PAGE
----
We did a lot of remotes with our local radio station and they all had to have telephone lines connected for a special hookup for our "remote studio" with two turntables, three mike inputs and a small mixer mounted into a small portable desk of sorts with folding card-table-like legs that we could take to our station remotes. The telephone lines were expensive, time consuming and a hassle. As an active ham I discovered that we could license a radio link to KGAL with a frequency that was very close to 10 meters (that must have been 26.47 Mhz). We had acquired a British Morris van with a window on one side to carry our equipment to the remotes, so I bought a used Viking II, got it licensed for a broadcast link and installed it in the van with the appropriate crystal (Vikings were crystal controlled, with no VFO) a 10 meter whip on the side, the portable studio mounted in the van and wired into the modulator of the Viking. We had a ham receiver in the radio station wired directly into an input of the main studio console to do live remote broadcasts on the air. We painted the van with "KGAL: Radio on the Go!" and put speakers on the top so visitors could hear the broadcast and eliminated the hassle and cost of telephone lines for remotes. All we needed was a 110 volt extension cord. The fidelity was pretty low but it was a real innovation as, to my knowledge, there were no studio-link radio systems available at the time. I thought I had invented a new way of creating instant remote broadcasts! It's great to hear that someone else had the same idea. I am vindicated; the FCC did indeed license ham radios for broadcast use!
About the Gonset Commander: it was strictly crystal controlled and I had it mounted in my 1952 Ford but  I only had one crystal for 3.840 Mhz. In 1958 I moved to Hollywood, CA to attend the Grantham School of Electronics and acquire my FCC First Class Radio Telephone License so I could be a broadcast radio engineer. When I found that Gonset was nearby in Burbank, I called them up and found they had manufactured an outboard VFO for the Commander but no longer made it. However, they had one that was partially completed when they shut down the production of them and I could have it with the parts and diagram to finish it myself if I wanted. I drove right over there and grabbed it, finished it and mounted it on the steering column of my Ford. It had a simple tuned circuit and plugged into the crystal socket of the Commander. It worked perfectly as long as I had the Gonset. How many manufacturers would be that helpful today?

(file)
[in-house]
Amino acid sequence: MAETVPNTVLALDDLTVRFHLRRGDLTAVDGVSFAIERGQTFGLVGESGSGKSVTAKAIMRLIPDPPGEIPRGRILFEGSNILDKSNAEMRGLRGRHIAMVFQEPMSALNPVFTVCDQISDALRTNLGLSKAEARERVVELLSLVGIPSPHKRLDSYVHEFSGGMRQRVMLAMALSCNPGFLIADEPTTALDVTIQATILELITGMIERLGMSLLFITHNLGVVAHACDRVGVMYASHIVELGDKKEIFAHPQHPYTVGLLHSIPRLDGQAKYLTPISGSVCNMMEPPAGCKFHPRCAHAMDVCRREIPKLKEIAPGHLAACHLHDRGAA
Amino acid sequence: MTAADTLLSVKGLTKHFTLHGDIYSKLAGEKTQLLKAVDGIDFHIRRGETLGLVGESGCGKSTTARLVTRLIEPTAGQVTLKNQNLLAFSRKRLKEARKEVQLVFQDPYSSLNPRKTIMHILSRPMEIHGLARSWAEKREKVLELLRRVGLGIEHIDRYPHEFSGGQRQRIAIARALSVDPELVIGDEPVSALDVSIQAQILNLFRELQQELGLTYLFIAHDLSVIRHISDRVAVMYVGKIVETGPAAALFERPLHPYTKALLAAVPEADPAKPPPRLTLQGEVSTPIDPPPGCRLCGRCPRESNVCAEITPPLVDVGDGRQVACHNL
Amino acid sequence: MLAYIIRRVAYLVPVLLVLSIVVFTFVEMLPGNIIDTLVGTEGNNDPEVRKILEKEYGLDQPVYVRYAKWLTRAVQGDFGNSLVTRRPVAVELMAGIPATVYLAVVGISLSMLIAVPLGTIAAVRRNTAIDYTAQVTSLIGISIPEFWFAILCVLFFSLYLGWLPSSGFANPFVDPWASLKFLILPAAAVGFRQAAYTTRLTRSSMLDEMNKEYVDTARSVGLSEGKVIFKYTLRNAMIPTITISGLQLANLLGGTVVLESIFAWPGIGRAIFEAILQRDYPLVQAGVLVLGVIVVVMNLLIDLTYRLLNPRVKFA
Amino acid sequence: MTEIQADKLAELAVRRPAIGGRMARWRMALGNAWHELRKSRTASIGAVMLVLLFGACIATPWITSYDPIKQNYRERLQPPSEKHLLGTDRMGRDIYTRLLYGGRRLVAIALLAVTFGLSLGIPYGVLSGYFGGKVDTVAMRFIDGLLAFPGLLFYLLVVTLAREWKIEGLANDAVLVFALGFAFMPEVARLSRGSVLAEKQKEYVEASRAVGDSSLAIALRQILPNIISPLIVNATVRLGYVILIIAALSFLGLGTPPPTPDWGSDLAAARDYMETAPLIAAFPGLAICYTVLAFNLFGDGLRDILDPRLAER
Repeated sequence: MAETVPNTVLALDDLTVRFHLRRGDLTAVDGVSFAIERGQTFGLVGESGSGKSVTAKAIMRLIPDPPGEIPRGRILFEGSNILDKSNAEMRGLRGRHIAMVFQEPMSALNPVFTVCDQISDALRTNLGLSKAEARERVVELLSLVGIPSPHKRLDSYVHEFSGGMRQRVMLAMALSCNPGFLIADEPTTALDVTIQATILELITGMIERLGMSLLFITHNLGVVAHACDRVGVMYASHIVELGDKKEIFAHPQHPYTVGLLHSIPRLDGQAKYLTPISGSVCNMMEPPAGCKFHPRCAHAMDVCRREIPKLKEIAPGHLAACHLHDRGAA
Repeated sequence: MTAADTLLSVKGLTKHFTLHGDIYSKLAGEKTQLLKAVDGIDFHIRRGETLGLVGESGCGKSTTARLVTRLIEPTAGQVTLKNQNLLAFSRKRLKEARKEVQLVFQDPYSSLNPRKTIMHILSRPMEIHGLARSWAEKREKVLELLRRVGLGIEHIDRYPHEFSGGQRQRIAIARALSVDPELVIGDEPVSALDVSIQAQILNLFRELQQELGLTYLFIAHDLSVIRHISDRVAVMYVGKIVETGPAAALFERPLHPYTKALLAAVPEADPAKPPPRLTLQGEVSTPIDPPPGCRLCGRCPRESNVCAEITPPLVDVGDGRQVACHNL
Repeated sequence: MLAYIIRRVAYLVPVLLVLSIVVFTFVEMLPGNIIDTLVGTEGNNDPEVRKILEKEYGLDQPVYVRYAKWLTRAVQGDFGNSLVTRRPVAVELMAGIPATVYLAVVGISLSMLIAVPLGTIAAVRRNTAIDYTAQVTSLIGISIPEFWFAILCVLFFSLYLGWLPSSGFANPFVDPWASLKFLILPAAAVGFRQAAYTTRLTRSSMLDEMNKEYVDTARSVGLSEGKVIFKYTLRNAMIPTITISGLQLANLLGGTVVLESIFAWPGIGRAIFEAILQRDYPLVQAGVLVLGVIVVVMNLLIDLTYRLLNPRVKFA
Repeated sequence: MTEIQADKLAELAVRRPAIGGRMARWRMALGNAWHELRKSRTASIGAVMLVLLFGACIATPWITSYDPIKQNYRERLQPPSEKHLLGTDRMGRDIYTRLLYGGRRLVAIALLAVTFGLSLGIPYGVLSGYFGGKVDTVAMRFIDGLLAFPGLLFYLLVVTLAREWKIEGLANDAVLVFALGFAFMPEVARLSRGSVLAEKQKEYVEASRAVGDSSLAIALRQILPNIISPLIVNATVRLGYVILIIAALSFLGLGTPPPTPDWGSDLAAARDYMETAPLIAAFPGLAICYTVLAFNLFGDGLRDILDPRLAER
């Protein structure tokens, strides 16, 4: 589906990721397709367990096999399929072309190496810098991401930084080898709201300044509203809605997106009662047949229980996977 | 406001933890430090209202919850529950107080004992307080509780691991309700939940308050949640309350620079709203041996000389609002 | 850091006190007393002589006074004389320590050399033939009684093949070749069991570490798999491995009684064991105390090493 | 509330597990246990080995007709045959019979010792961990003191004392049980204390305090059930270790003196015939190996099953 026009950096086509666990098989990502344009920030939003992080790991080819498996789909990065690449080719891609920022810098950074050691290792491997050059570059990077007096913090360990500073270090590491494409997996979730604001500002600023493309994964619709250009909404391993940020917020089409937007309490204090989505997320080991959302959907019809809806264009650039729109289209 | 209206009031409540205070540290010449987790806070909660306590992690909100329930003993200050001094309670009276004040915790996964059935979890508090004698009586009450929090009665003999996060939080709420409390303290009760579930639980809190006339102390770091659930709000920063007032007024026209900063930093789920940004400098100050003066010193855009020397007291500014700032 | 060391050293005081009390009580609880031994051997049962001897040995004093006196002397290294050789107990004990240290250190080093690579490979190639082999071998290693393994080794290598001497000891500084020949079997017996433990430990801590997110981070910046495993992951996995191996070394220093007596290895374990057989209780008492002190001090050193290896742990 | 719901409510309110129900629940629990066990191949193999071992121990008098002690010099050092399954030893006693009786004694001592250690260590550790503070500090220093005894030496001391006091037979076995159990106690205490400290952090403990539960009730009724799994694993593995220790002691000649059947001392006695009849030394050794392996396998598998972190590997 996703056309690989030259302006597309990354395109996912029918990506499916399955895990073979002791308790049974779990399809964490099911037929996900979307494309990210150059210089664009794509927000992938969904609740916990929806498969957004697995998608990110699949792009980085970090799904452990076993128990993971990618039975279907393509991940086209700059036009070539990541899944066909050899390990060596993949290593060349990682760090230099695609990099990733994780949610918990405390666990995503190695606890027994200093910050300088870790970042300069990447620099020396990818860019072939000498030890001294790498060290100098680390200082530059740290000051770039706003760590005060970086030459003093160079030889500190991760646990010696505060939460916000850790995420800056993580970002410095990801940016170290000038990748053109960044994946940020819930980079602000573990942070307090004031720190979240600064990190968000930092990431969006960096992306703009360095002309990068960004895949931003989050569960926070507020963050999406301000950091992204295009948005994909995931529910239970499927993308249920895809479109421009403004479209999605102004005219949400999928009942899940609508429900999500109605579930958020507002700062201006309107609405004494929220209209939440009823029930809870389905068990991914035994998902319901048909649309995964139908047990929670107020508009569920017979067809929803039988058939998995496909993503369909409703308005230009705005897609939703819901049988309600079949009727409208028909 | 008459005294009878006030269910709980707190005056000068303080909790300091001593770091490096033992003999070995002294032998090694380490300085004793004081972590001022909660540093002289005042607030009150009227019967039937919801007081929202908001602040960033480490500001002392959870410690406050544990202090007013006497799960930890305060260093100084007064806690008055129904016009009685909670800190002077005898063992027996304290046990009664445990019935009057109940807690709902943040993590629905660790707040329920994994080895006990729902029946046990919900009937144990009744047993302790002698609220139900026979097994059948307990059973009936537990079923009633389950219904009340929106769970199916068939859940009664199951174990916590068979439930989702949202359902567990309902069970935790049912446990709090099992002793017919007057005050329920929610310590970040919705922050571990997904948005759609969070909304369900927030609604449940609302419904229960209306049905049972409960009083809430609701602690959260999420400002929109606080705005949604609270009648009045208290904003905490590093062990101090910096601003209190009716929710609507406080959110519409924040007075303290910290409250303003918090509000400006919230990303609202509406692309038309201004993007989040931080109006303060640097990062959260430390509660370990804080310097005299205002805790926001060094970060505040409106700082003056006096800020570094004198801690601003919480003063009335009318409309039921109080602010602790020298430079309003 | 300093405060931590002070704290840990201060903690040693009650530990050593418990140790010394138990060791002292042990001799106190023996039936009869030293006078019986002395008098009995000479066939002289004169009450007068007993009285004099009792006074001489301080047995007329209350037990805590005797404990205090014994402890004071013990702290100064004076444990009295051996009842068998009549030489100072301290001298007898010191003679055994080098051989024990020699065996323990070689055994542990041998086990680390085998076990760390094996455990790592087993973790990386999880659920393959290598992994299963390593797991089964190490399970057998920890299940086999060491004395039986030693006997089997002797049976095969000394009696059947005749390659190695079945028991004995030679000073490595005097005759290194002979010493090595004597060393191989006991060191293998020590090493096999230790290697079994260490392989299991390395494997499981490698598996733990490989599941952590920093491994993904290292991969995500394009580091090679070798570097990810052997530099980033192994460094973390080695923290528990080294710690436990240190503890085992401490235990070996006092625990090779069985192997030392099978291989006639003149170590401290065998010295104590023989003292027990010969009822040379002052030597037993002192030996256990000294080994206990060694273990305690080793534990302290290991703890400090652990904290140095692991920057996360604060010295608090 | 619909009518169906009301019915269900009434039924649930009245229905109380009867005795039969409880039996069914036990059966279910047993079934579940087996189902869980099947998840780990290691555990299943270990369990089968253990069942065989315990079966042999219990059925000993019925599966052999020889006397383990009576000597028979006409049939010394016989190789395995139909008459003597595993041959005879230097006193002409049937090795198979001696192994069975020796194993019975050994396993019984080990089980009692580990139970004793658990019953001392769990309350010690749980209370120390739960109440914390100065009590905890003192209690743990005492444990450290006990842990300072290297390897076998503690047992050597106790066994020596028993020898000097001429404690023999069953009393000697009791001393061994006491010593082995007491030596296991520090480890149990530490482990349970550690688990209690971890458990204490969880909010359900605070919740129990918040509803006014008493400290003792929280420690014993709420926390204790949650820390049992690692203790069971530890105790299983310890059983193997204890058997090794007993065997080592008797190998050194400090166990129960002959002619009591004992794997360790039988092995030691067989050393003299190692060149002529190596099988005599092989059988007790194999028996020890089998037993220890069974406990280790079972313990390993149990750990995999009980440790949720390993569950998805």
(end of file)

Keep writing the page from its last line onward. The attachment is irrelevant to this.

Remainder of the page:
I was in radio broadcasting for 35 years and evolved from engineering into sales and management and spent the last 22 years with the Radio Advertising Bureau. It was a lot of fun. I received my Novice license, WN7SCY in July, 1951 so I celebrated 70 years of continuous Ham radio fun with my original call (minus the "N") last month.  I'm active in the High Desert Amateur Radio Group (HiDARG), the Central Oregon DX club and ARES and it's still fun!
Thanks for the trip down memory lane.  73, Bob Weed, W7SCY, Bend Oregon.

07/28/2021: Enjoyed the Gonset Twins article.  Mark, I ejoyed your article about the Gonset Twins in the August, 2021, issue of QST.  From 1988 to 1997, I worked in Pittsburgh and lived east of Cleveland, Ohio.  I used a Gonset G-66B to listen to on the two hour drive on Monday and Friday.  I have the pair, but use a G-76 or Collins 32V-3 on AM.  I am in Classic Radio often; I worked part time while in high school and college at ham radio stores selling and servicing equipment 1965 to 1974.  73.  George Misic KE8RN, Allison Park, Pennsylvania.

07/18/2021: Ham Radio & QST Magazine.  Hi Mark: Please allow me to compiment you on your truly excelent article about "The Gonset Twins." in the August issue of QST magazine.  This is a terrific story with some very moving references to your dad  As such, it brought back many nice memories for me too.  73,  Dave Hughes WA3NFN, Huntsville, Alabama.